“And as for you, if you will walk before me, as David your father walked, with integrity of heart and uprightness, doing according to all that I have commanded you, and keeping my statutes and my rules, then I will establish you royal throne over Israel forever, as I promised David your Father, saying, “You shall not lack a man on the throne of Israel.”  But if you turn aside from following me, you or your children, and do not keep my commandments and my statutes that I have set before you, but go and serve other gods and worship them, then I will cut off Israel from the land that I have given them, and the house that I have consecrated for my name I will cast out of my sight, and Israel will become a proverb and a byword among all people.” (1 Kings 9:4-7)

That lesson seems pretty clear.  I don’t think that it is possible to misunderstand God’s lesson to Solomon.  Solomon was a smart man and he had a clear and concise lesson.  If education was the answer then Solomon would have made the right decision.   Solomon did not make the right decision.  “So Solomon did what was evil in the sight of the Lord and did not wholly follow the Lord, as David his father had done.  Then Solomon built a high place for Chemosh the abomination of Moab, and for Molech the abomination of the Ammonites, on the mountain east of Jerusalem.” (1 Kings 11:6-7)

The man who was responsible for building the magnificent temple to Yahweh is at the end of his life building places of worship for false gods.  How can that be?  He is a person who knows better.  He is informed.  He knows simple cause-effect logic.  He wrote books on wisdom.  Yet, he makes these horrible decisions.

Education is always trumped by a rebellious heart.  Solomon proves that.

Romantic Heart form Love Seeds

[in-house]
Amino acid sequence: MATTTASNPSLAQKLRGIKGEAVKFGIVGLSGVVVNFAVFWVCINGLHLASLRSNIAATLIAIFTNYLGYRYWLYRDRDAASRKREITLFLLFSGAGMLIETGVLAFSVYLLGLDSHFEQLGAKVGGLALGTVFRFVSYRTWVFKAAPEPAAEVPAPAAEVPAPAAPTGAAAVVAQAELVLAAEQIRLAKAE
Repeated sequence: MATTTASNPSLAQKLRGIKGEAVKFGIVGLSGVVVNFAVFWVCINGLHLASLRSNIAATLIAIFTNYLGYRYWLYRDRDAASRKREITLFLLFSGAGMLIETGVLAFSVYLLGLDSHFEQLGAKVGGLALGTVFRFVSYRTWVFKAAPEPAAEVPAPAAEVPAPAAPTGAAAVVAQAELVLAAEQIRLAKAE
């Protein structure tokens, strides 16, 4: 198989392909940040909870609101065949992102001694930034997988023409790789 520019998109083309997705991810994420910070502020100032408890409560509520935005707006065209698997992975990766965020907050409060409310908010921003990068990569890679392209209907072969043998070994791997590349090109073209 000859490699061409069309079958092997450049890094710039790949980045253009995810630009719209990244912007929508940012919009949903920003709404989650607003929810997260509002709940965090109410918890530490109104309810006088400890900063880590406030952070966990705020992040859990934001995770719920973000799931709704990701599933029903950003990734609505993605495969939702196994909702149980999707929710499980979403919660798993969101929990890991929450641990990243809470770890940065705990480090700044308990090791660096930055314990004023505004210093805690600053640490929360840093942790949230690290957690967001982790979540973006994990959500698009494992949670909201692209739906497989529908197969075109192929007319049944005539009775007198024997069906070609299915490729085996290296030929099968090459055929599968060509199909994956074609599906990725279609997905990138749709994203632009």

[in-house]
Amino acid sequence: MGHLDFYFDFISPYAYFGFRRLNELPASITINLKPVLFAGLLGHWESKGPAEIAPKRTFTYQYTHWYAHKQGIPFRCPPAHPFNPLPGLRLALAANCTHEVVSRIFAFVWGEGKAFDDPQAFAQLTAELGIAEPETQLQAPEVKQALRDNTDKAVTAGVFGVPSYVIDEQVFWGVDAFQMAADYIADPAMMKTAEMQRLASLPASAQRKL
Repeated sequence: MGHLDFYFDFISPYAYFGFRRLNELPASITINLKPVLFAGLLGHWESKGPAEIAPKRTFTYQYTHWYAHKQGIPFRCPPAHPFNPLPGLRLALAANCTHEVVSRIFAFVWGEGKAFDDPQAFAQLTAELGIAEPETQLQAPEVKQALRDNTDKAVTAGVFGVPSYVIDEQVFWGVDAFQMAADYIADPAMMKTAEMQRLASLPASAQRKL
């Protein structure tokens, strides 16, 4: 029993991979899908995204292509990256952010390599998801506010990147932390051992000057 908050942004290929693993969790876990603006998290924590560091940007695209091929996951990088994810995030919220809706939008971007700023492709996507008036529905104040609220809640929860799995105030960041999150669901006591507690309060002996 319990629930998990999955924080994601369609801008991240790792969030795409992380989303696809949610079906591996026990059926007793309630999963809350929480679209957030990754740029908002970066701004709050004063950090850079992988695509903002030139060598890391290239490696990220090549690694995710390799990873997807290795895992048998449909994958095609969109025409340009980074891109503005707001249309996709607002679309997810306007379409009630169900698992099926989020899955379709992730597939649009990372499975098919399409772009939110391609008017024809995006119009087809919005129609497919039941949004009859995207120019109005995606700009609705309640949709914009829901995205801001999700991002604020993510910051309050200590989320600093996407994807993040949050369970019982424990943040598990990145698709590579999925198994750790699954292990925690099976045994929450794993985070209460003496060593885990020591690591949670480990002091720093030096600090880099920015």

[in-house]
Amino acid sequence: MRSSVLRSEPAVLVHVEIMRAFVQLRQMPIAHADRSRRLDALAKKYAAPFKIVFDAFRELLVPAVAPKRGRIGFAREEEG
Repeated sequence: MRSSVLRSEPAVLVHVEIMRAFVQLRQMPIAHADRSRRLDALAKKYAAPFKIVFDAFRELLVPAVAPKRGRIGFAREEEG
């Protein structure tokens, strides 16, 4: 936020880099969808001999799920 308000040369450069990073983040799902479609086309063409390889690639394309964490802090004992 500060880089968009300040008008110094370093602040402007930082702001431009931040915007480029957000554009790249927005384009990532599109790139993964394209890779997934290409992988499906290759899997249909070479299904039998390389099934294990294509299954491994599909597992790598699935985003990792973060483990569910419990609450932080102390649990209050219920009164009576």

Romantic Heart form Love Seeds (Photo credit: epSos.de)

Humans will always do what they love most.  Solomon loved women.  Solomon had 700 wives and 300 concubines.  That is a man who loves women.  That is a man with a serious problem.  We are told that Solomon clung to these women in love.  He loved these women more than he loved God.  He was more concerned about pleasing these women than being obedient and pleasing to God.  He was willing to sacrifice his throne and the entire kingdom of Israel to have his appetite for women satisfied.  He gave up everything for what he loved the most.

Solomon’s rebellious heart trumped all his intelligence, wisdom, and knowledge.

We should not be foolish enough to think that we cannot go down the same road as Solomon.  Jesus told us that the greatest of all commandments, “you shall love the Lord you God with all your heart and with all your soul and with all your mind.” (Matt. 22:37)  We must be careful of what we allow our hearts to love.

We should not miss what Jesus is teaching.  The most important thing that any follower of Christ should be doing is making sure that they are obedient to the most important commandment; the great commandment in the law.  If you are going to get any of the commandments right, then get this one.  It is the great one and it has to do with what you love the most.

I would imagine that Solomon, while he was building the temple in Jerusalem, never thought that he would do what he did on the high places.  He did not guard what he allowed his heart to love.  This is why we are told to examine ourselves.

We do what we love the most.  That is why the great commandment is to love God with all that we are.  When you love God more than anything else then following Christ is merely doing what you love.  We do what we love the most.

What do you love?  What do you love the most?

Is there someone who you love more than God?

Is there someone who you would compromise your faith to keep?

Is there someone who you want to please more than God?

Where are your affections?   Your heart will always trump your mind. 

Be careful of where you allow your heart to wander.

PRAYER: Lord, I know my heart and I know that it is prone to wander.  Father, keep me bound to you.  Lord, show me what I am allowing into my life that is drawing my affections away from you.  You are my all in all.  Lord, soften my heart so that I will seek you first in all that I do.     Amen